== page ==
Throughout Toronto down the Golden Horseshoe and into Niagara, the mere mention of Pingue Prosciutto inspires mouths to water in anticipation of the best-tasting cured meats around. Curing meats, whether European-style or North American, is not new, but the trade of artisanal charcuterie-making in Ontario is.
Niagara Food Specialties or Pingue Proscuitto as the locals call it, is Ontario’s largest producer of cured meats, but it wasn’t always that way. Mario Pingue Sr. made prosciutto and various sausages in his cantina, a small room carved out of the Niagara escarpment in the little village of Queenston.
This natural stone environment maintained the perfect temperature and humidity for hanging and aging Italian-style cured meats. Mario Jr., with brother Fernando run a slightly larger and more modern facility in Niagara Falls. Today at their production facilities you’ll find dozens of ham hind quarters hanging, aging like wine.
They buy heritage breeds of pigs, Tamworth, Berkshire, and a wild boar breed. Others come from drug-free Duroc or Landrace animals that have not been fed any animal by-products. The brothers still adhere to traditional, Italian artisanal methods to produce their prosciutto and the rest of their cured meat products. There is no retail store on the facilities, so look for them in specialty stores and fine restaurants.
Mike McKenzie started Seed to Sausage in 2010. He’d previously travelled a lot with the military through Europe, Asia, and the Middle East and became obsessed with charcuterie, particularly salami. Then when living in Portland and San Francisco, where the quality of cured meats was so outstanding, Mike was inspired to make his own salami and other cured meats in his garage.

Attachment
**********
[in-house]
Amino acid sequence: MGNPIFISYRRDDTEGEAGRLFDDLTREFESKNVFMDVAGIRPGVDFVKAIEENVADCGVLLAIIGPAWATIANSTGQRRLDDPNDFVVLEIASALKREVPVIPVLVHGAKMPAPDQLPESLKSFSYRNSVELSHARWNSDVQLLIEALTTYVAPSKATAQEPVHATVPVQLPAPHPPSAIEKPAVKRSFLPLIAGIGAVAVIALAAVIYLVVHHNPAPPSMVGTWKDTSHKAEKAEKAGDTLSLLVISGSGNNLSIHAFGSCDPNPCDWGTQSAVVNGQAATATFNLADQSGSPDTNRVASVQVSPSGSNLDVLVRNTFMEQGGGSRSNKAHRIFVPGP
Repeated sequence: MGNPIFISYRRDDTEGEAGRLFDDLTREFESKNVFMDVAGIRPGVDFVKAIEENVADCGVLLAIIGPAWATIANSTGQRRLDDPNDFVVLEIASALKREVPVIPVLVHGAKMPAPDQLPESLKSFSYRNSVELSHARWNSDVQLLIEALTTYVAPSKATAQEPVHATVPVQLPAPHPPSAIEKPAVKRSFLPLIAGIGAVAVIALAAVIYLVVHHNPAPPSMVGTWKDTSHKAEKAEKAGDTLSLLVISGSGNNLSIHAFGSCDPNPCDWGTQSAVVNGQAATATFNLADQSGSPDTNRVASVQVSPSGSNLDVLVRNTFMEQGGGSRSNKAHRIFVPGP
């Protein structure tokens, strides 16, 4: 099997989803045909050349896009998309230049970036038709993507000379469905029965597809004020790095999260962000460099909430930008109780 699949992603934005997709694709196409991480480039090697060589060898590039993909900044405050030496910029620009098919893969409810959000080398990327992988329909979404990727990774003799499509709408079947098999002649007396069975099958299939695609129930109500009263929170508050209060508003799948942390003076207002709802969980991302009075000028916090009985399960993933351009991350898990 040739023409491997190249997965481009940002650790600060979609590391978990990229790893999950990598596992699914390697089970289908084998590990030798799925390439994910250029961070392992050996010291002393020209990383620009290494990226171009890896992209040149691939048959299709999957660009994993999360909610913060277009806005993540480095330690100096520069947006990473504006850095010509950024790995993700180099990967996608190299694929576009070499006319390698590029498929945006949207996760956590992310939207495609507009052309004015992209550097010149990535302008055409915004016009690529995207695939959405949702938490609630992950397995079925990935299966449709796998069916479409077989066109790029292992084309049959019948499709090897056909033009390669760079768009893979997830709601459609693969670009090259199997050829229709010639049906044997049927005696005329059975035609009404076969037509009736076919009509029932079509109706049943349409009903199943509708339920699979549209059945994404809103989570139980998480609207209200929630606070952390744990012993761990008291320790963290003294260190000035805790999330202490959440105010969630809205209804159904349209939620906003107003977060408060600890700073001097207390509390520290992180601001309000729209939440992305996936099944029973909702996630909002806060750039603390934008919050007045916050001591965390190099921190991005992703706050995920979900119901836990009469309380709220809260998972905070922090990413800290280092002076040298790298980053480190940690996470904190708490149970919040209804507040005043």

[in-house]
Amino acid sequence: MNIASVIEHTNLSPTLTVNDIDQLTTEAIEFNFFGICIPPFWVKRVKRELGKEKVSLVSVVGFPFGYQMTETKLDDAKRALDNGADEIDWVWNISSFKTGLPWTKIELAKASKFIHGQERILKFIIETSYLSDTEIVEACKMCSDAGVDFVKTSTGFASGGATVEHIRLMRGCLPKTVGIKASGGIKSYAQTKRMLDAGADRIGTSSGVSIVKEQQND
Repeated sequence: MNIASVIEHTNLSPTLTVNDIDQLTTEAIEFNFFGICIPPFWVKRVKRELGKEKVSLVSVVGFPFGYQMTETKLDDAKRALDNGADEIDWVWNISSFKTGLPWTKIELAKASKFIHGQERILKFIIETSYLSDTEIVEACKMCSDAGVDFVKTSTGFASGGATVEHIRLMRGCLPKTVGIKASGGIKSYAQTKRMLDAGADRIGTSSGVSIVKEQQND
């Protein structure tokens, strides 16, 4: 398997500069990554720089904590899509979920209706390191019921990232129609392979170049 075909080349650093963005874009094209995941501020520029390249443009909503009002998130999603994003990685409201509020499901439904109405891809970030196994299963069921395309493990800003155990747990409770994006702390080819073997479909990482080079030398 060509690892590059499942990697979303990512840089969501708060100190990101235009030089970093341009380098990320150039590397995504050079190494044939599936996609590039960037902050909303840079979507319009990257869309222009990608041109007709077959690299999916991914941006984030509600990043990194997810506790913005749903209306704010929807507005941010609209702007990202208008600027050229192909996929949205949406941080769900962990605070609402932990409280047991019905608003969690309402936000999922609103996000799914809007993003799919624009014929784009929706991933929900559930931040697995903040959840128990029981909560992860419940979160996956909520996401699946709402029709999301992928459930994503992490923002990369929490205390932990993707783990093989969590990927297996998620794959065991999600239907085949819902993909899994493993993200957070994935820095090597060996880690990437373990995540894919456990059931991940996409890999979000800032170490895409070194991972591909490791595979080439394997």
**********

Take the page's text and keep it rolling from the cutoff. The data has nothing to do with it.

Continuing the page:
When he came to Kingston, Ontario, he couldn’t find any good salami, so he made his own. Soon chefs found out about his passion for charcuterie and began buying it. Mike’s charcuterie business, Seed to Sausage, is just over a year old, and he now makes over 40,000 pounds of cured meats, from sopressata, lonzino, and bresaola to Genoa salami.
Mike explains his meats taste just a little different than those from the regions in which they originated, and he likes to honour this uniqueness by changing the names from Genoa salami to Frontenac salami. When you visit his shop you’ll know that Mike is honouring the region he’s in now with the best he’s made—yum!
The on-site store is open seasonally. Check their website for availability or find Seed to Sausage products at The Piggy Market in Ottawa, Foodsmiths in Perth, and at specialty stores and fine restaurants throughout Eastern Ontario.
“Charcuterie” is a French word yet most of the popular charcuterie available is made by Italians, in an Italian style that is not called charcuterie, but salumi. “Salumi” is the Italian word for a family of cured sausages.
John Zagaria began making salumi in his father’s butcher shop and went on to open his own business, Dolce Lucano. Just outside of Toronto in the Italian community of Woodbridge, John, with his wife, Paola, are completely dedicated to the old tradition of salumi making. Their products include many salumi, including sopressata, capicollo,Veneto salame, rosetta, and culatello, to name a few.
They start with traditional recipes and keep them as true as possible, ensuring the production method is authentic. Paola explains, “Sure, we can take short cuts, but you won’t end up with the same product.” Even the aging time for each salumi is decided upon by how it feels and where it is in the aging process, not by some recipe.
Dolce Lucano has grown, but the only people they let work in their salumi business are those who make salumi at home. They have a store at 133 Regina Road in Woodbridge, and you can find Dolce Lucano salumi at specialty stores and fine restaurants.
This story first appeared in the October issue of The $10 Challenge, A Year of Eating Local